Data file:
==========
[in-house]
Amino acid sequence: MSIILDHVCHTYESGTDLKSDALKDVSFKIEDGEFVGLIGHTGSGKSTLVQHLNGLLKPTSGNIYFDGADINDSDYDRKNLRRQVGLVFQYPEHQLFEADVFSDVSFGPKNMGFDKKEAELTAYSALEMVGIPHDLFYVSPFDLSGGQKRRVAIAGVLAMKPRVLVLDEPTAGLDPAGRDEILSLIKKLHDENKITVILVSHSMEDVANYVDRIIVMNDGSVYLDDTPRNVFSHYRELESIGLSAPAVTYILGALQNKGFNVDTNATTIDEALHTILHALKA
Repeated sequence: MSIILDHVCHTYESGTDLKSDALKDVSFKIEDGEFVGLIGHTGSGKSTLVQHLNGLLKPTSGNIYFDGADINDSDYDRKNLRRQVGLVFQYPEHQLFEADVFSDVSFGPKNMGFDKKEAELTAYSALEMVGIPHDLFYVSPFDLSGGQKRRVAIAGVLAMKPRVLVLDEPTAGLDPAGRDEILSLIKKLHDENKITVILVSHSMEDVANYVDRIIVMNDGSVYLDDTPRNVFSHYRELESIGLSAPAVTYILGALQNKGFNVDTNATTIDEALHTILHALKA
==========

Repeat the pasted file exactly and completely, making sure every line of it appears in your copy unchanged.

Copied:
[in-house]
Amino acid sequence: MSIILDHVCHTYESGTDLKSDALKDVSFKIEDGEFVGLIGHTGSGKSTLVQHLNGLLKPTSGNIYFDGADINDSDYDRKNLRRQVGLVFQYPEHQLFEADVFSDVSFGPKNMGFDKKEAELTAYSALEMVGIPHDLFYVSPFDLSGGQKRRVAIAGVLAMKPRVLVLDEPTAGLDPAGRDEILSLIKKLHDENKITVILVSHSMEDVANYVDRIIVMNDGSVYLDDTPRNVFSHYRELESIGLSAPAVTYILGALQNKGFNVDTNATTIDEALHTILHALKA
Repeated sequence: MSIILDHVCHTYESGTDLKSDALKDVSFKIEDGEFVGLIGHTGSGKSTLVQHLNGLLKPTSGNIYFDGADINDSDYDRKNLRRQVGLVFQYPEHQLFEADVFSDVSFGPKNMGFDKKEAELTAYSALEMVGIPHDLFYVSPFDLSGGQKRRVAIAGVLAMKPRVLVLDEPTAGLDPAGRDEILSLIKKLHDENKITVILVSHSMEDVANYVDRIIVMNDGSVYLDDTPRNVFSHYRELESIGLSAPAVTYILGALQNKGFNVDTNATTIDEALHTILHALKA